To say I was startled would be an understatement. I was gobsmacked. Bewildered. I was on a long walk up to the impressive Pyramidenkogel Tower that hovers above the splendid southern shores of Lake Wörth in Austria when all of a sudden, out of nowhere, a huge deer, at least four-feet tall at the shoulder, complete with arm-length antlers, leaped out, landing barely five metres in front of me. My heart skipped several beats as my leg muscles tightened, preparing to flee. Then for what seemed to be a very long minute we both stood transfixed – staring at each other, both wary of making any movement, fear writ large in both our eyes. But I’m racing ahead.
A week earlier, I’d arrived at Vivamayr – the Center for Modern Mayr Medicine, in Maria Wörth, Austria, after a gruelling 10-hour flight from Dubai, looking forward to a well-deserved detox relaxation week. I’d done a bit of homework before I set off and had learnt that the recently redeveloped Vivamayr centre in Austria is apparently where the rich and famous check into rest, reflect, revitalise and reboot. I was keen to recharge my batteries, which seemed to be needing some TLC after the stresses and strains of the hectic pace of work and life in a fast city like Dubai.
Situated in the Maria Wörth village of Austria, the Center looked quaint and inviting. The lobby resembled a five-star hotel’s and was warm and welcoming. After a quick check-in, I was led to a clean, comfortable and unfussy double room that boasted beautiful swathes of bright colours, overlooking the picturesque Lake Wörth. The region is renowned for its outstanding natural beauty and peaceful environs and the wooden chalets surrounding the lake with cute jetties looked straight out of a watercolour painting. As tempting as the water looked, the snow-capped mountains in the distance were a reminder of the temperatures, cold but crisp, and a huge contrast to the hot, humid city I’d come from.
My detox programme was to only start the next day, so hungry and slightly apprehensive, I headed to the restaurant for my evening meal. And the first thing I noticed was the illustrations of mobile phones, laptops, tablets… all with large, bold, red cross marks over them. The message was clear – no communication devices in the restaurant. I quickly turned on the silent mode on my phone, not wanting to upset other guests who seemed to be enjoying their food in the absence of ringtones and email pings. Those who were conversing were doing so in subdued voices and there was a certain air of calmness and tranquillity.
I would later learn that during mealtimes you are expected to concentrate wholly on the food, and experience and enjoy it using all senses, hence the ban on phones. Since I was yet to start my programme, I was allowed to order from the main menu. I choose a vegetable coconut curry with chickpeas. Minutes later it arrived and as the waitress removed the silver cloche, I grabbed my teaspoon – yes, teaspoon – and began tucking in. The reason only teaspoons are provided is to ensure that you do not stuff your mouth with food. Taking it easy and relaxing is the mantra of the place. The al dente vegetables were delicious in the spicy coconut creamy sauce, and I tried hard to stick to the 50-chews-per-mouthful rule that I’d been informed I had to follow. Pushing aside the dessert menu, I made my way back to my room to find my week’s programme under my door. The 8.15am start wasn’t too far away, so I called it a day.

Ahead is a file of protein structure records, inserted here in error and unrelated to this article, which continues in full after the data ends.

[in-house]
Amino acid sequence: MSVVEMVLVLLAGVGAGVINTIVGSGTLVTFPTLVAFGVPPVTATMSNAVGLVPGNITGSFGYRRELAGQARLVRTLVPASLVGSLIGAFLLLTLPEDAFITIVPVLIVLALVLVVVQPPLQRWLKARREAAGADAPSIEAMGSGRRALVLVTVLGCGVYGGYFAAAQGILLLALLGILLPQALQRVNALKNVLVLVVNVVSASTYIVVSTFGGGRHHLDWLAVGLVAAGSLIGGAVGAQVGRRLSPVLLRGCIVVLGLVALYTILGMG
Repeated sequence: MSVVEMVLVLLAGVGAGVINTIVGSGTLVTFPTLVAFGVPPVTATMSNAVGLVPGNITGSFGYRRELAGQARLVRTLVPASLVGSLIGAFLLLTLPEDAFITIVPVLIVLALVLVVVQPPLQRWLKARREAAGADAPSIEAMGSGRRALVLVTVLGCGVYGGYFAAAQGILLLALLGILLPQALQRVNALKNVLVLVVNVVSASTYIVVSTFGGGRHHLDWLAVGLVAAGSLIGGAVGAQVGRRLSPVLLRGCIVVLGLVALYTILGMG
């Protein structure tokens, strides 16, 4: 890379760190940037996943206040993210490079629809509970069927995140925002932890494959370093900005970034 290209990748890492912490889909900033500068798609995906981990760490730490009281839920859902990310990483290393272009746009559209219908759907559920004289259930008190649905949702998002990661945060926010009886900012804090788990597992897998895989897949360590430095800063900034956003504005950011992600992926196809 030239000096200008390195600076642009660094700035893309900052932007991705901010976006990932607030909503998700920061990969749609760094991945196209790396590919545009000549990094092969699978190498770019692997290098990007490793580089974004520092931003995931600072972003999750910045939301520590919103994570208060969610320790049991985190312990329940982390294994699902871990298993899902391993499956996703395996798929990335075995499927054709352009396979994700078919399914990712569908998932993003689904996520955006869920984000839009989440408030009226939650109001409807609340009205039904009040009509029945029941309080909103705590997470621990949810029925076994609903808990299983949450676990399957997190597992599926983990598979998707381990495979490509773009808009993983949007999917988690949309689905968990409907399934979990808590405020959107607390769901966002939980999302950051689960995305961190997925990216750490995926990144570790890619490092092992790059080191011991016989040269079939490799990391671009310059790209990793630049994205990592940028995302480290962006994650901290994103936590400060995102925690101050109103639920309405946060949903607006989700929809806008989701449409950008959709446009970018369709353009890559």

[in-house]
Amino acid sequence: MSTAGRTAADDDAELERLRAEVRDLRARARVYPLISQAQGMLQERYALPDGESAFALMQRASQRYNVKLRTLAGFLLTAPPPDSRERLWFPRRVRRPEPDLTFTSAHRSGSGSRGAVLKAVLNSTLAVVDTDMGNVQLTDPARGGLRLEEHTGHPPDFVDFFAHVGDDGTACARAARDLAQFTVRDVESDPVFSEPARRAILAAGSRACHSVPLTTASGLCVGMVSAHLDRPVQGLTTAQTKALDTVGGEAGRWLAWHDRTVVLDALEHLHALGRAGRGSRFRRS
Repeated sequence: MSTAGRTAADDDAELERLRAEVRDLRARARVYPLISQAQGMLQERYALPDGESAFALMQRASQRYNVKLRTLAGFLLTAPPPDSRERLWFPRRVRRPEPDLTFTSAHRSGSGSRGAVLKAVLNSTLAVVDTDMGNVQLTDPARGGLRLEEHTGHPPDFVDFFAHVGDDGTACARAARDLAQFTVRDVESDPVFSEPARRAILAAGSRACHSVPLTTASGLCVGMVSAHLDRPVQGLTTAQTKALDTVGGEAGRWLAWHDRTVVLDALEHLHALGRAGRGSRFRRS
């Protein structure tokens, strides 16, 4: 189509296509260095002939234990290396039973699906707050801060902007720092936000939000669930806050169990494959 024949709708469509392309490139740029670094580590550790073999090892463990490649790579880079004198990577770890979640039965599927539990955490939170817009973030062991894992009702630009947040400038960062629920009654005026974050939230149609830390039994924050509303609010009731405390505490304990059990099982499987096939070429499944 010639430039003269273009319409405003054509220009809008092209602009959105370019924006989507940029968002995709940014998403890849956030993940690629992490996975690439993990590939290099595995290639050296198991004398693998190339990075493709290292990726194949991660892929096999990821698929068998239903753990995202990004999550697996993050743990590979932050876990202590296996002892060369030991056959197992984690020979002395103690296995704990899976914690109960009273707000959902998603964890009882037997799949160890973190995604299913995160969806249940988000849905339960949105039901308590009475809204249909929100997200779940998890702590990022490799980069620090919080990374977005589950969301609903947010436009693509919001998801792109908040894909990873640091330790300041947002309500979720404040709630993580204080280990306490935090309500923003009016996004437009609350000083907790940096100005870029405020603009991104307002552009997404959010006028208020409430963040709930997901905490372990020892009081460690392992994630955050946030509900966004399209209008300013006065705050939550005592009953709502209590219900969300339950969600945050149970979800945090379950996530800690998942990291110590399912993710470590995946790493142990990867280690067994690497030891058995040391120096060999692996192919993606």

Up early the next morning, I was ready for my busy day of appointments. But first, I had to have an Epsom salts solution. Following instructions, I spooned two large scoops into a glass and added warm water. I eyed the mix for a moment. This was alien to me. I typically start the day with an unyielding black coffee. I took the first gulp, then the second. It tasted like warm water – until I had the final gulp. I shuddered as a foul taste kicked in, the hot, chalky, slightly salty sludge seeping down my throat.
Wide awake now, I headed down for a breakfast of salmon, scrambled eggs with chopped herbs. My first consultation was with Dr Ines Weinder. After introductions, I hopped on the wooden bed, and as soon as I whipped off my top, the doctor began poking and prodding my abdomen, pressing and pinching. She then gave me an overview of The Mayr programme that I was undergoing. It was developed by Dr Franz Xaver Mayr, who died in 1965. A legendary Austrian doctor who devoted his life to the study of the digestive system, he believed that if you clean your gut, improve it and then have a highly alkaline diet of spinach, kale, fresh herbs and sea vegetables, your health and energy would improve drastically. ‘The process involves resting the gut by going on a strict diet, quite like giving your intestines a break,’ Dr Weinder explained.
Dr Weinder then proceeded to ask me a series of questions about my diet – why I skipped meals, do I feel bloated after a meal – before suggesting that I take an Applied Kinesiology test to check muscle strength. An hour later the report came in and she gave me the bad news: I’m gluten-, fructose-, wheat- and dairy-intolerant. Even as she was briefing me, a copy of my results was being rushed to the kitchen just in time for my lunch to be prepared according to my new diet plan.